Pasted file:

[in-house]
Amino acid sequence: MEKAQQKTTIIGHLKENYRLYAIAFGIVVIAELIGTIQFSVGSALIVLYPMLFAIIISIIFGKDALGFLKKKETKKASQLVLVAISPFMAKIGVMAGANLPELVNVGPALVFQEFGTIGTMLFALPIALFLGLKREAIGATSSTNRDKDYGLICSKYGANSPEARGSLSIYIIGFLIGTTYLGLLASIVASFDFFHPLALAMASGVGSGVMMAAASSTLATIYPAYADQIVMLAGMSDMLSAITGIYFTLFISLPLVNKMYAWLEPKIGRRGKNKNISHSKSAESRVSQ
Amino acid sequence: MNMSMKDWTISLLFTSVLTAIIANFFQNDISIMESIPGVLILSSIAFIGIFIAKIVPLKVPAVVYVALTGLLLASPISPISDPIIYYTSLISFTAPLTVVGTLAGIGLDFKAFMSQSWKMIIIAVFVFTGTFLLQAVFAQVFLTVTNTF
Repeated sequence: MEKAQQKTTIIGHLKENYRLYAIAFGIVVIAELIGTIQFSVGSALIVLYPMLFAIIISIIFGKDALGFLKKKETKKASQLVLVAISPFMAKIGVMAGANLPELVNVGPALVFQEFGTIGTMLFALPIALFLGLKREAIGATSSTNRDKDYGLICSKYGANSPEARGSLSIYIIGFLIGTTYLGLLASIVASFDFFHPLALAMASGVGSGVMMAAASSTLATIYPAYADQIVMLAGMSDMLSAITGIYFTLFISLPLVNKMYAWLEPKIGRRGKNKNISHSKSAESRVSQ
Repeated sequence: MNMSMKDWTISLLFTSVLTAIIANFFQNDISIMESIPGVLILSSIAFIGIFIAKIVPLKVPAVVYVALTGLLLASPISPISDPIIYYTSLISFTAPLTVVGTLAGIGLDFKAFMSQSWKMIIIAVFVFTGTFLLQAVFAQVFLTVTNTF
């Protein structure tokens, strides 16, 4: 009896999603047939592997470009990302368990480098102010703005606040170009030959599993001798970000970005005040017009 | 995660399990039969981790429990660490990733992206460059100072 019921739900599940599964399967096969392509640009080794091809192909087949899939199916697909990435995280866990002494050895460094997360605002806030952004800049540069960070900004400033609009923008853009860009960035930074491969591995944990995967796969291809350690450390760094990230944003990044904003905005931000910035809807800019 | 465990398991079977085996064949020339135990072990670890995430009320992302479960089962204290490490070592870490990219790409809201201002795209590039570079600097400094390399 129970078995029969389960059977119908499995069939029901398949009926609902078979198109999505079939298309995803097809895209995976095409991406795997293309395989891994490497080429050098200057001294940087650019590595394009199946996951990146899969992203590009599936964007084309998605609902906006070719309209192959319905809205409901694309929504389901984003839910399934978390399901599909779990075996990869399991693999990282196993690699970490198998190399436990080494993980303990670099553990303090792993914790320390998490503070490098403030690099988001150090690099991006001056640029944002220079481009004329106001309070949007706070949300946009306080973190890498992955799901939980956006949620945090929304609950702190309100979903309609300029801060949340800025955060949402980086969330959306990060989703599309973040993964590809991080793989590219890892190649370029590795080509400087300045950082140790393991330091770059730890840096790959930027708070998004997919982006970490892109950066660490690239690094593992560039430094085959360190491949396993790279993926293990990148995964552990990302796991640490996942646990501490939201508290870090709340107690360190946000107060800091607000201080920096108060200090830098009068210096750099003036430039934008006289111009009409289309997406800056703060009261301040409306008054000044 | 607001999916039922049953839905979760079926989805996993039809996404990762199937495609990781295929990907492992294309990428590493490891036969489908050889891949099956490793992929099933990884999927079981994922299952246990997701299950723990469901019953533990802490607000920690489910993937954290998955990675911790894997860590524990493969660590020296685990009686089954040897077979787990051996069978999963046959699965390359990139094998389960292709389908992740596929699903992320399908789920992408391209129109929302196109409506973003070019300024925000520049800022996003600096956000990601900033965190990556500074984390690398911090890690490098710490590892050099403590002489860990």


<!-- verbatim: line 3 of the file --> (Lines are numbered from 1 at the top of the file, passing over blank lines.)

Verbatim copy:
Amino acid sequence: MNMSMKDWTISLLFTSVLTAIIANFFQNDISIMESIPGVLILSSIAFIGIFIAKIVPLKVPAVVYVALTGLLLASPISPISDPIIYYTSLISFTAPLTVVGTLAGIGLDFKAFMSQSWKMIIIAVFVFTGTFLLQAVFAQVFLTVTNTF